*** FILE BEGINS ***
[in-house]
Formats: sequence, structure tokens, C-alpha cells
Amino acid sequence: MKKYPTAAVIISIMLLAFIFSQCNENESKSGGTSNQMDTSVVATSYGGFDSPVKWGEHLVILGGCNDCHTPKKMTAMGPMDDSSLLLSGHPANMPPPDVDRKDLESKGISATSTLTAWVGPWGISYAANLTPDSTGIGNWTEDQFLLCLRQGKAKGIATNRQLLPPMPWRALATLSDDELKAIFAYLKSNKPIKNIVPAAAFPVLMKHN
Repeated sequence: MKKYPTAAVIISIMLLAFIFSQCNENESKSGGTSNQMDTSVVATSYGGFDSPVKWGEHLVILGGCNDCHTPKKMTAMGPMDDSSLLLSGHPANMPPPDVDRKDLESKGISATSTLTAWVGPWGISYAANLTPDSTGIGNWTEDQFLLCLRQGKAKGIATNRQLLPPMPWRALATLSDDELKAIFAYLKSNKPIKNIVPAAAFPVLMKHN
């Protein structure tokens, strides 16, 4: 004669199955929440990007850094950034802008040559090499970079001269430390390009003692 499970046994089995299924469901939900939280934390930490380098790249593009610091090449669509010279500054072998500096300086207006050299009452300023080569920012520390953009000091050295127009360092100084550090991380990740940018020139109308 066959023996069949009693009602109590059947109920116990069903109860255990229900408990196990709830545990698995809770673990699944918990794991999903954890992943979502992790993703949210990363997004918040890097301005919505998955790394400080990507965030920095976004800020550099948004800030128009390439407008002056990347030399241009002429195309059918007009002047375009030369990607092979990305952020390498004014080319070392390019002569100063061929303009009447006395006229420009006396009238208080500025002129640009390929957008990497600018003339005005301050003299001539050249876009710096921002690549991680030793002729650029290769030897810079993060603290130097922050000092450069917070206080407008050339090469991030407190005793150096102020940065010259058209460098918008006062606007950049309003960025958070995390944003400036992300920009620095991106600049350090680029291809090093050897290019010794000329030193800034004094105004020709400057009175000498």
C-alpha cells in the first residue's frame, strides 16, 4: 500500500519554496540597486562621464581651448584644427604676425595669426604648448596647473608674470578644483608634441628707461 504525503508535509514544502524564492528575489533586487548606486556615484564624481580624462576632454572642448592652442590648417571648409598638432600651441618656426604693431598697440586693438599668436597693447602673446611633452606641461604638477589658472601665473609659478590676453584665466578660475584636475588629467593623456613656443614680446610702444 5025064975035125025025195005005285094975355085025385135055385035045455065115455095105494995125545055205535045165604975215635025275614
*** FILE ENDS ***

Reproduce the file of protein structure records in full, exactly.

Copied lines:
[in-house]
Formats: sequence, structure tokens, C-alpha cells
Amino acid sequence: MKKYPTAAVIISIMLLAFIFSQCNENESKSGGTSNQMDTSVVATSYGGFDSPVKWGEHLVILGGCNDCHTPKKMTAMGPMDDSSLLLSGHPANMPPPDVDRKDLESKGISATSTLTAWVGPWGISYAANLTPDSTGIGNWTEDQFLLCLRQGKAKGIATNRQLLPPMPWRALATLSDDELKAIFAYLKSNKPIKNIVPAAAFPVLMKHN
Repeated sequence: MKKYPTAAVIISIMLLAFIFSQCNENESKSGGTSNQMDTSVVATSYGGFDSPVKWGEHLVILGGCNDCHTPKKMTAMGPMDDSSLLLSGHPANMPPPDVDRKDLESKGISATSTLTAWVGPWGISYAANLTPDSTGIGNWTEDQFLLCLRQGKAKGIATNRQLLPPMPWRALATLSDDELKAIFAYLKSNKPIKNIVPAAAFPVLMKHN
């Protein structure tokens, strides 16, 4: 004669199955929440990007850094950034802008040559090499970079001269430390390009003692 499970046994089995299924469901939900939280934390930490380098790249593009610091090449669509010279500054072998500096300086207006050299009452300023080569920012520390953009000091050295127009360092100084550090991380990740940018020139109308 066959023996069949009693009602109590059947109920116990069903109860255990229900408990196990709830545990698995809770673990699944918990794991999903954890992943979502992790993703949210990363997004918040890097301005919505998955790394400080990507965030920095976004800020550099948004800030128009390439407008002056990347030399241009002429195309059918007009002047375009030369990607092979990305952020390498004014080319070392390019002569100063061929303009009447006395006229420009006396009238208080500025002129640009390929957008990497600018003339005005301050003299001539050249876009710096921002690549991680030793002729650029290769030897810079993060603290130097922050000092450069917070206080407008050339090469991030407190005793150096102020940065010259058209460098918008006062606007950049309003960025958070995390944003400036992300920009620095991106600049350090680029291809090093050897290019010794000329030193800034004094105004020709400057009175000498």
C-alpha cells in the first residue's frame, strides 16, 4: 500500500519554496540597486562621464581651448584644427604676425595669426604648448596647473608674470578644483608634441628707461 504525503508535509514544502524564492528575489533586487548606486556615484564624481580624462576632454572642448592652442590648417571648409598638432600651441618656426604693431598697440586693438599668436597693447602673446611633452606641461604638477589658472601665473609659478590676453584665466578660475584636475588629467593623456613656443614680446610702444 5025064975035125025025195005005285094975355085025385135055385035045455065115455095105494995125545055205535045165604975215635025275614